When I worked for Sen. Bob Smith, R-N.H., he had a soft spot in his heart for animals. Smith was known as a tough conservative who was willing to fight for what he believed in. The senator from New Hampshire had many causes. One was to develop a robust space-based missile defense system to protect the United States from attack – a fight on that issue continues today. Another was showing compassion to those who have no voice.

Smith told the Manchester Union Leader in an interview on November 21, 2002, that he was proud to have shown “compassion for animals.” Smith fought to provide chimpanzees who were the subject of government testing a place to live out their lives, instead of having them killed after testing was complete. The Capitol used to host a Ringling Brothers and Barnum & Bailey Circus event every year where they paraded circus elephants. Smith fought to end that practice.

I learned much from Sen. Bob Smith and that is why I was outraged to learn that our government is engaging in wasteful and inhumane animal experimentation that is unnecessary and horrifying. These are some of the same abusive practices that Sen. Smith fought while he was a member.

Anthony Bellotti, a former Republican political strategist and president of the conservative taxpayer watchdog group White Coat Waste Project, wrote in The Hill that:

“right now, the VA doles out more than $1,600 to purchase 6-month-old beagles, hounds or mixed-breed dogs. The white coats at the VA then spend hundreds of thousands of our tax dollars to surgically induce heart attacks by injecting latex into the puppies’ arteries and then stressing their damaged hearts by forcing them to run on a treadmill. Congress members have noted that some of the experiments are placed in the government’s ‘maximum pain’ category because the dogs’ pain and distress are left unrelieved. The VA then sticks a needle in them, cuts their hearts out and tosses their bodies in the trash.”

This is being done with taxpayer money.

Thankfully, there is a bipartisan effort to stop this experimentation on dogs. The bill is titled the PUPPERS Act (H.R. 3197) and was introduced by conservative Freedom Caucus member Rep. Dave Brat, R-Va., and Rep. Dina Titus, D-Nev. The bill prevents the Department of Veterans Affairs from using Americans’ hard earned tax payments on very painful experiments on dogs. The bill allows some noninvasive experimentation, but would prevent dogs from being injected with latex and then forced to run until they die. To its credit, the House unanimously passed a related amendment last summer to defund these tests. The Senate should act next.

Our veterans are in need of care and deserve tax dollars for making the sacrifice to serve their country in a time of war. Veterans Affairs should be spending more money to help the wounded from Afghanistan and Iraq, and no money to torture dogs in questionable experiments. Many veterans and veterans’ groups agree. Our government represents the values of the American people, and you would be hard pressed to find anybody who thinks this is a good use of taxpayer dollars when our nation has over $20 trillion in national debt.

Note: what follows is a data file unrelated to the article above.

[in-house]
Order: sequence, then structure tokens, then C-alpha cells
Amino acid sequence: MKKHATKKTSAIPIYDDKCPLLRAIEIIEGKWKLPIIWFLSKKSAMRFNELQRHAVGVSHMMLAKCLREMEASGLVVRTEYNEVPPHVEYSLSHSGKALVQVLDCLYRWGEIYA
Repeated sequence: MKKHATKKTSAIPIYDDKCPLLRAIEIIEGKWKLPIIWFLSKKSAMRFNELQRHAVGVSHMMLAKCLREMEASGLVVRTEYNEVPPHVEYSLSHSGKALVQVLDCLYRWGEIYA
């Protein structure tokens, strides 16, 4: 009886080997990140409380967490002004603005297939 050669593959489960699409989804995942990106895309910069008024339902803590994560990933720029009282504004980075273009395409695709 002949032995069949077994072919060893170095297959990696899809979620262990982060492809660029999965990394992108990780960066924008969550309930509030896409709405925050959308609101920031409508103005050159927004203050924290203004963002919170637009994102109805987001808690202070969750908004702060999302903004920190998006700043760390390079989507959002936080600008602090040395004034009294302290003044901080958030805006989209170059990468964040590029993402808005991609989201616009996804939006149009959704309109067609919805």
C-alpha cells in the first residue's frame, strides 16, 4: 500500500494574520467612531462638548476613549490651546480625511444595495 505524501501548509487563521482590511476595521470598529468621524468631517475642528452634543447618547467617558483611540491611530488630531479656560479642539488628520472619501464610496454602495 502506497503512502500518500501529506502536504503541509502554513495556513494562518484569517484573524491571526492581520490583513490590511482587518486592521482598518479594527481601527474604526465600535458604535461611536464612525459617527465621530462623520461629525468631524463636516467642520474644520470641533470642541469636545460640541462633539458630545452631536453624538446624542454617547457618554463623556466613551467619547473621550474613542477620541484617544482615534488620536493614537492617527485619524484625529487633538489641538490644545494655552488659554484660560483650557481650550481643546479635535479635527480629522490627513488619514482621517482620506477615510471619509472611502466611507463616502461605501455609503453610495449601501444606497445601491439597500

According to the White Coat Waste Project, the VA uses about 100 beagles and hounds in this way each year, often at a cost of over $1,600 per dog and hundreds of thousands of dollars for each experiment. That is a waste of money. According to a May 8, 2017 report in the LA Times, the VA was considering a 2016 research application for a “proposed experiment involves giving 18 narcoleptic Dobermans antidepressants or methamphetamine, then killing the dogs and studying how the drugs affect the production of histamines — the body's response to allergens — in their brains.” According to the story, many Members of Congress who are tasked with oversight had no knowledge of this proposed study, and the VA halted the plans after public scrutiny. Sadly, there are still other similar horrifying studies on dogs at the VA that taxpayers would be upset by if they knew about them.

I am a libertarian who believes in freedom. That freedom does not allow one person to harm another, nor does my philosophy excuse people abusing animals. Animals don’t have a voice nor representation in Congress, yet they have some friends in Reps. Brat and Titus, to make sure that tax money is not squandered on tests with limited utility and maximum pain to defenseless animals.

Brian Darling is a former staffer for Sen. Rand Paul, R-Ky., and a veteran of Capitol Hill.

If you would like to write an op-ed for the Washington Examiner, please read our guidelines on submissions here.